Friday, September 24th, 2010
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Yesterday, the opening of the Mexico bicentennial exhibition — a true fiesta, with tamales, top-notch horchata, chips and guacamole, and other munchies I didn’t have time to sample, along with a man named William Faulkner playing Mexican tunes on a harp.  I have a personal debt to Mexico, and came to pay my respects — but my conversations tended to turn instead to my article about Norman Naimark and the need to broaden our definition of genocide to include Joseph Stalin‘s millions of murdered people.

Hoover librarian Lora Soroka, who is Ukrainian (land of the Holdomor) and archivist Linda Bernard were particularly pleased that someone was finally nailing Stalin for genocide — the article is featured on Hoover’s home page.  Frankly, I’m surprised there are two opinions about that.  My article on Naimark’s new book, Stalin’s Genocides, left out so many aspects of our discussion. (We spoke on a sunny day on an outdoor patio, overlooking the Bay, at the Center for Advanced Study in the Behavioral Sciences, where it seemed almost indecently incongruous to be discussing crimes against humanity.)

Naimark said, “Intent is very important in genocide.” In the case of the American Indians, more often than not “the intent was to steal land in any way possible” — which makes it an instance of ethnic cleansing, rather than genocide.  And yet, individuals within that context acted with “the intent to wipe out a tribe.”  Hence, that history is one of ethnic cleansing marked by incidents of genocide, he said.  Evidently, the lines of international law are blurry.

One question I would like to see explored more powerfully is the link between technology and genocide.  Clearly, incidents within archaic society — for example, the Old Testament “bans” where every man, woman, child, and even livestock were killed to remove every trace of a people — show genocidal intent.

But technology has magnified our ability to commit genocide — technology enables imitation, which brings us directly into René Girard‘s territory, and also into Hannah Arendt‘s.  She observed in Eichmann in Jerusalem that once an unprecedented crime occurs, it is likely to repeat itself:  “If genocide is an actual possibility of the future, then no people on earth … can feel reasonably sure of its continued existence without the help and the protection of international law.”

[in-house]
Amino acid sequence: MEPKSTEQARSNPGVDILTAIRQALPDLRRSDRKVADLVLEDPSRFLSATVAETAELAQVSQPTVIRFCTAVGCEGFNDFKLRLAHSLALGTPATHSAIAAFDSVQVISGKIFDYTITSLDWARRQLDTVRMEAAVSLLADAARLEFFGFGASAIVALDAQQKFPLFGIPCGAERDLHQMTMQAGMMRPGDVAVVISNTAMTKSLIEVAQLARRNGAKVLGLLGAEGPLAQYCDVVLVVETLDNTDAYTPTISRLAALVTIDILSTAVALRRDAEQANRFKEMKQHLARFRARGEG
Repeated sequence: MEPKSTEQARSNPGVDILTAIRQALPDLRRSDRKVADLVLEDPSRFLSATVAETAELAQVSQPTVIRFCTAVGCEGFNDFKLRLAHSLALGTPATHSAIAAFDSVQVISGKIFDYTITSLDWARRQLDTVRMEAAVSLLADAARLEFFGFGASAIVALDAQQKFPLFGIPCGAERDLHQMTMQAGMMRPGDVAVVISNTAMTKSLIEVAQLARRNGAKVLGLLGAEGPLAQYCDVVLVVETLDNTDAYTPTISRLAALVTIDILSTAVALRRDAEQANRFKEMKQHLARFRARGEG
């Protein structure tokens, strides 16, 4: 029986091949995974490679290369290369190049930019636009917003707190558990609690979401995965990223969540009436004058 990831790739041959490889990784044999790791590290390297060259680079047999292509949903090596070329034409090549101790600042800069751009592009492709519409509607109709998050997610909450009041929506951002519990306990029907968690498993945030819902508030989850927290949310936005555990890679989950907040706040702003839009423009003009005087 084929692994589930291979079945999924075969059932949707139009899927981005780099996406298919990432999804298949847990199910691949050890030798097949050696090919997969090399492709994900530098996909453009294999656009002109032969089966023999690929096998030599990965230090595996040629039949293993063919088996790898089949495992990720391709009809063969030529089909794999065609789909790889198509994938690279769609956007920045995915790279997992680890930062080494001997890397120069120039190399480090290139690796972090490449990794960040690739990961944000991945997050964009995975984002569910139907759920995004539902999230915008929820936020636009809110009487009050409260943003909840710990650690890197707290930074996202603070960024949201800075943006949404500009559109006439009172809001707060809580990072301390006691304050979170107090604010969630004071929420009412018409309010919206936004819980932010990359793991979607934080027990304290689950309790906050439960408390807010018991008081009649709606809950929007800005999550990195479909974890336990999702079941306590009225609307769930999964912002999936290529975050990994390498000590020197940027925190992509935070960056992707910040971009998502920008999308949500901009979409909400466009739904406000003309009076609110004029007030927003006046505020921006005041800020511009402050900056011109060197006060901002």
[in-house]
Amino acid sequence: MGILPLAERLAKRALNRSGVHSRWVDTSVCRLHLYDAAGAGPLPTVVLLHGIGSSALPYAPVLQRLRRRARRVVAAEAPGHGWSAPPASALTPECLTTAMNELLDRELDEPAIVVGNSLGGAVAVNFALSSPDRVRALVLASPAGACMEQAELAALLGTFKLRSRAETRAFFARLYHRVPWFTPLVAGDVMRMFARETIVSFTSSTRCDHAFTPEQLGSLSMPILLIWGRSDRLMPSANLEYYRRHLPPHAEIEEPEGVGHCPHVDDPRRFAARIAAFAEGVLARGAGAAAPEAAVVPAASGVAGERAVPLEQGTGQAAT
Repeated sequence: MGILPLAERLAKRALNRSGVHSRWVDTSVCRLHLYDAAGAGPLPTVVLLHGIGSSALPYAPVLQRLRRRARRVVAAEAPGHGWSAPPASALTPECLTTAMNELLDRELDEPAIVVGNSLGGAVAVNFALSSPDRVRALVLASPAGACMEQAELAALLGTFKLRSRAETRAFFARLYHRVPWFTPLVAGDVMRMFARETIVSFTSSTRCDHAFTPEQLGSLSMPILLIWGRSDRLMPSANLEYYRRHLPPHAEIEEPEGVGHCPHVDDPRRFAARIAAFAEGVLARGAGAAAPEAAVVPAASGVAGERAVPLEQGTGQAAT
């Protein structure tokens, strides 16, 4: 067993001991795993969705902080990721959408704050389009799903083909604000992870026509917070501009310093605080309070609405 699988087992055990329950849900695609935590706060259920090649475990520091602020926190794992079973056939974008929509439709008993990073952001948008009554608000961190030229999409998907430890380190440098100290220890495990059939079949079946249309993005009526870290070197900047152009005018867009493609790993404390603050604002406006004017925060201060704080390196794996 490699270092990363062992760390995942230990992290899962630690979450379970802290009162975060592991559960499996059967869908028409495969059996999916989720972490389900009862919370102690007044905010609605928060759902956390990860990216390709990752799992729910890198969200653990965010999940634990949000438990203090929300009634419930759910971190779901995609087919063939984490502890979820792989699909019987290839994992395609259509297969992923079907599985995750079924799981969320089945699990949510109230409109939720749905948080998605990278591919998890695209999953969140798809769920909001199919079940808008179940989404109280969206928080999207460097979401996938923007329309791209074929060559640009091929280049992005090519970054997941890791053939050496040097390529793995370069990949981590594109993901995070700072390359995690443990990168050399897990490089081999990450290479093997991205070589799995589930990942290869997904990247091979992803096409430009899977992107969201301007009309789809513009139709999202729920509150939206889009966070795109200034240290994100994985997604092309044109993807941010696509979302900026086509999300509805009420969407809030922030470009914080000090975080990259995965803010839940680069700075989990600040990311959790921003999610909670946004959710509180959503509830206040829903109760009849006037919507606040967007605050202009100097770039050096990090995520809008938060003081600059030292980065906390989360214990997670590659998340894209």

Replication occurs through the medium of modern communication, which also enables the event itself.  Could the Rwandan massacres have occurred without national broadcasters egging the murderers on, announcing the victims’ locations and tracking them as they tried to flee?  It would be impossible to murder a million people in 90 days without coordination, moving the murderers and murdered to locations where they can be effective shot or gassed en masse.

The less glamorous side of revolution: Mexican girl, probably an orphan, on a postcard. (From Stanford collection)

That brings us back to the Mexican celebration.  Andrew Herkovic was barking at me (we were all barking in the din of the gathering) about the work of Richard Rhodes, who wrote 2003’s Masters of Death: The SS-Einsatzgruppen and the Invention of the Holocaust.  His research discovered how murdering people the traditional way, one by one, proved traumatic for the murderers.  The Nazis escalated cautiously, improving mass murder methods; and finally,  “conditioning” the troops, to avoid “disabling trauma.”

The Jerusalem Post notes that Rhodes’s book “graphically and chillingly details the work of the special killing battalions of Himmler’s SS. . . Extremely well-written. . . [A] fine work of gruesome history.”  But I wonder, by detailing the crimes, do we risk their repetition?  By speaking about the unspeakable, do we ensure that it becomes a blueprint?

Coincidentally, Andrew had Rhodes’s cell phone number — he scribbled it down for me.  I’ll try phoning him today.  My reason:  Rhodes will be here for a November 11 talk during our Ethics and War program.  As war becomes more and more total … what do “ethics” mean in war?